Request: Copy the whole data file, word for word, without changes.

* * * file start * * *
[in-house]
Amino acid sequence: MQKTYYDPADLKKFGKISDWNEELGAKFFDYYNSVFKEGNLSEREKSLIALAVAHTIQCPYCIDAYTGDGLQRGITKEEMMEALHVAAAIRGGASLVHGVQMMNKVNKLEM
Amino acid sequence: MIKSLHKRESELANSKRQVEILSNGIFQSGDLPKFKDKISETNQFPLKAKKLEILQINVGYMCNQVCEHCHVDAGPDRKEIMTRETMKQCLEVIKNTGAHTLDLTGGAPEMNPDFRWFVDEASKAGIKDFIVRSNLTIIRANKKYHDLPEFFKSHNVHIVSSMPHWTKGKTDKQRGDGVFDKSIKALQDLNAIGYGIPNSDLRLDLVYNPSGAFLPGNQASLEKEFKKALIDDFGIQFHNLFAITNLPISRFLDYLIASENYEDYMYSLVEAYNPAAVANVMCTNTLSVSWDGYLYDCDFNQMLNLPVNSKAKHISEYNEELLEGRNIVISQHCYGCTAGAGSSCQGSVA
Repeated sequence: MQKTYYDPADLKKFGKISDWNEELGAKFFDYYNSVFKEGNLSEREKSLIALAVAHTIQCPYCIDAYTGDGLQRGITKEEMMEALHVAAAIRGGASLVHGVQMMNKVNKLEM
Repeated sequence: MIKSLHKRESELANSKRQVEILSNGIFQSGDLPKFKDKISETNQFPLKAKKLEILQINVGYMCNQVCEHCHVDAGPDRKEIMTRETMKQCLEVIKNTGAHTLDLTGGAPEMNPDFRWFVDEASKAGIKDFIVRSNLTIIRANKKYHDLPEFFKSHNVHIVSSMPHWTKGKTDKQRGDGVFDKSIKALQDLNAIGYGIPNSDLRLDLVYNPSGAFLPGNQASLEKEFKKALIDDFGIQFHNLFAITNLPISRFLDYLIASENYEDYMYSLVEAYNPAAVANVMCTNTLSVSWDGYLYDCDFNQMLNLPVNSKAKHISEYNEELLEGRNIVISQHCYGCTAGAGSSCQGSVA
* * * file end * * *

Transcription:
[in-house]
Amino acid sequence: MQKTYYDPADLKKFGKISDWNEELGAKFFDYYNSVFKEGNLSEREKSLIALAVAHTIQCPYCIDAYTGDGLQRGITKEEMMEALHVAAAIRGGASLVHGVQMMNKVNKLEM
Amino acid sequence: MIKSLHKRESELANSKRQVEILSNGIFQSGDLPKFKDKISETNQFPLKAKKLEILQINVGYMCNQVCEHCHVDAGPDRKEIMTRETMKQCLEVIKNTGAHTLDLTGGAPEMNPDFRWFVDEASKAGIKDFIVRSNLTIIRANKKYHDLPEFFKSHNVHIVSSMPHWTKGKTDKQRGDGVFDKSIKALQDLNAIGYGIPNSDLRLDLVYNPSGAFLPGNQASLEKEFKKALIDDFGIQFHNLFAITNLPISRFLDYLIASENYEDYMYSLVEAYNPAAVANVMCTNTLSVSWDGYLYDCDFNQMLNLPVNSKAKHISEYNEELLEGRNIVISQHCYGCTAGAGSSCQGSVA
Repeated sequence: MQKTYYDPADLKKFGKISDWNEELGAKFFDYYNSVFKEGNLSEREKSLIALAVAHTIQCPYCIDAYTGDGLQRGITKEEMMEALHVAAAIRGGASLVHGVQMMNKVNKLEM
Repeated sequence: MIKSLHKRESELANSKRQVEILSNGIFQSGDLPKFKDKISETNQFPLKAKKLEILQINVGYMCNQVCEHCHVDAGPDRKEIMTRETMKQCLEVIKNTGAHTLDLTGGAPEMNPDFRWFVDEASKAGIKDFIVRSNLTIIRANKKYHDLPEFFKSHNVHIVSSMPHWTKGKTDKQRGDGVFDKSIKALQDLNAIGYGIPNSDLRLDLVYNPSGAFLPGNQASLEKEFKKALIDDFGIQFHNLFAITNLPISRFLDYLIASENYEDYMYSLVEAYNPAAVANVMCTNTLSVSWDGYLYDCDFNQMLNLPVNSKAKHISEYNEELLEGRNIVISQHCYGCTAGAGSSCQGSVA